The thing from Come Back to Me that deserves the most praise is the realistic depiction of deployment. As someone who lived through it multiple times with my own father (and now with my non-military partner, who’s on a plane to Sri Lanka as I write this), I’ve noticed that one of the things often portrayed incorrectly in books like these is the lack of communication and ensuing misunderstandings that can result in serious issues in the relationship. Jessa and Kit definitely experience these problems in the early days of his deployment, which plays a huge role in how they communicate later on. Having not had a partner go through a deployment before, Jessa experiences that turmoil for the first time and, true to form, ultimately becomes upset and disappointed, as opposed to putting on a sunshiny face and thinking everything’s a-ok, as I see from time to time in military romance novels. I love that Gray incorporated the mental anguish that military family members — especially partners — go through when the uncertainty starts to settle in.
Additionally, I’m pleased with the way that Gray portrayed mental illness with the character who comes home prematurely from overseas after the events in Afghanistan. Post-Traumatic Stress Disorder is not something that should be toyed with lightly, and the way the characters around the affected character treats him echoes the real-life struggle of the disconnect one has with the world after their traumatic incident. The character is obviously deeply affected and the range of responses from those around him — deep concern, disbelief of the trauma, anger — demonstrate how hard it is for someone with PTSD to assimilate back into regular society.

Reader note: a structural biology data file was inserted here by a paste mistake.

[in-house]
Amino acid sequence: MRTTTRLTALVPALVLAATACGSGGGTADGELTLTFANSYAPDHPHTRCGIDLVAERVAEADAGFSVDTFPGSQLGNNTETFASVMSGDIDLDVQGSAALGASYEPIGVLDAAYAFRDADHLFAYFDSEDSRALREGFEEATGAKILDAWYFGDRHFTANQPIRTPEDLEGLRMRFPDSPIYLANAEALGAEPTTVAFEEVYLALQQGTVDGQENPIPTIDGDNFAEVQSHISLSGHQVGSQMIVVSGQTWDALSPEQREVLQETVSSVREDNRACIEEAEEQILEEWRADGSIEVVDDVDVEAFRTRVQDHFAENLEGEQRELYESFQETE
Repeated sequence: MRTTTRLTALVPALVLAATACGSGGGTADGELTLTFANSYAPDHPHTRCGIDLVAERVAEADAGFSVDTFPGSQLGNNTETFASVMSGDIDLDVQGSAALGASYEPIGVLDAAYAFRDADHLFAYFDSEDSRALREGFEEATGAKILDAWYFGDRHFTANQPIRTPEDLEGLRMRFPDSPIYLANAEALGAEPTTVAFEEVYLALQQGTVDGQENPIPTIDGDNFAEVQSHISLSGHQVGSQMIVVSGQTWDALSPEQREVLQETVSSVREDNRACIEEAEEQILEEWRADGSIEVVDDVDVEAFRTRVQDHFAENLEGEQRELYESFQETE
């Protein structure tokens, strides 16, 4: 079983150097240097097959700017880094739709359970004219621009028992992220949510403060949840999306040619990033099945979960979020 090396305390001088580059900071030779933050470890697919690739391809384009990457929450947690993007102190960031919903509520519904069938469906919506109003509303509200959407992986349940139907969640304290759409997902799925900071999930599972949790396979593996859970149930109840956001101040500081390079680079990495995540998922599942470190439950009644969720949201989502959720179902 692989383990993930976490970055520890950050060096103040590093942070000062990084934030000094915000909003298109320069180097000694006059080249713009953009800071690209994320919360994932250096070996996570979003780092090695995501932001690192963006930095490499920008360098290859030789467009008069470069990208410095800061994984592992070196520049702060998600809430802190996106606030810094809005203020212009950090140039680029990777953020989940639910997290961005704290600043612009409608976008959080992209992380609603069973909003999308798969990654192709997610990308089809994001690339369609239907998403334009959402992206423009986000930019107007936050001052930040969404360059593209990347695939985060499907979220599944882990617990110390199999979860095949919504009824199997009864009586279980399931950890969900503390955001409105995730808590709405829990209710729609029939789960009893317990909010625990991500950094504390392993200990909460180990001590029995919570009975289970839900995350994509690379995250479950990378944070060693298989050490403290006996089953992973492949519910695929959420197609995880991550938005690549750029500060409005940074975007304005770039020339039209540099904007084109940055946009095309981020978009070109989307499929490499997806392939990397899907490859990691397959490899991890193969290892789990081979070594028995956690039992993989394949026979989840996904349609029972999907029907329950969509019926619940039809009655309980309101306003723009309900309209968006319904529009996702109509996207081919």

What I thought needed work fell within how quickly and passionately Kit and Jessa came to be as a couple. They were together for about three months or so before Kit left for deployment. While I kind of get the sense of urgency within Kit to have some sort of motivation to come home safely, it still doesn’t fully ring as realistic for me. Before he leaves for Afghanistan, he has a whole bedroom set up in his father’s house for Jessa to come to whenever she’s feeling sad? After only dating for three months? Before they became a couple, we’re told that these two only really interacted if necessary due to Kit’s close friendship with Jessa’s older brother, Riley. To all of a sudden go from 0 to 100 once the opportunity presents itself doesn’t sit well with me in terms of telling a realistic romance. Also, I found myself grow increasingly frustrated with the deliberate postponement of getting to the real reason why Jessa and Riley’s father disapproves of Kit so much. We’re given hand-wavey reasons like childhood debauchery, but the vitriol Jessa’s father has for Kit has to come from more than just kids setting off firecrackers. We’re not told the real reason until the very end and at that point, it felt like, “That’s it? That’s the reason? It’s not even Kit’s fault?” The big reveal just ultimately fell flat.
While it’s not often that I find myself gravitating towards books depicting military relationships, Come Back to Me is definitely a book that has me wondering what’s next in store for these characters during future deployments. The first cut is always the deepest, as they say, and there’s so much more we can see Jessa develop through as a young woman experiencing these things for the first time. I was glad to see a proper representation of the strife a military partner goes through while their loved one is away, and how the realities of PTSD can make life seem more like a horror movie. And, let’s be real, this is definitely better than Dear John.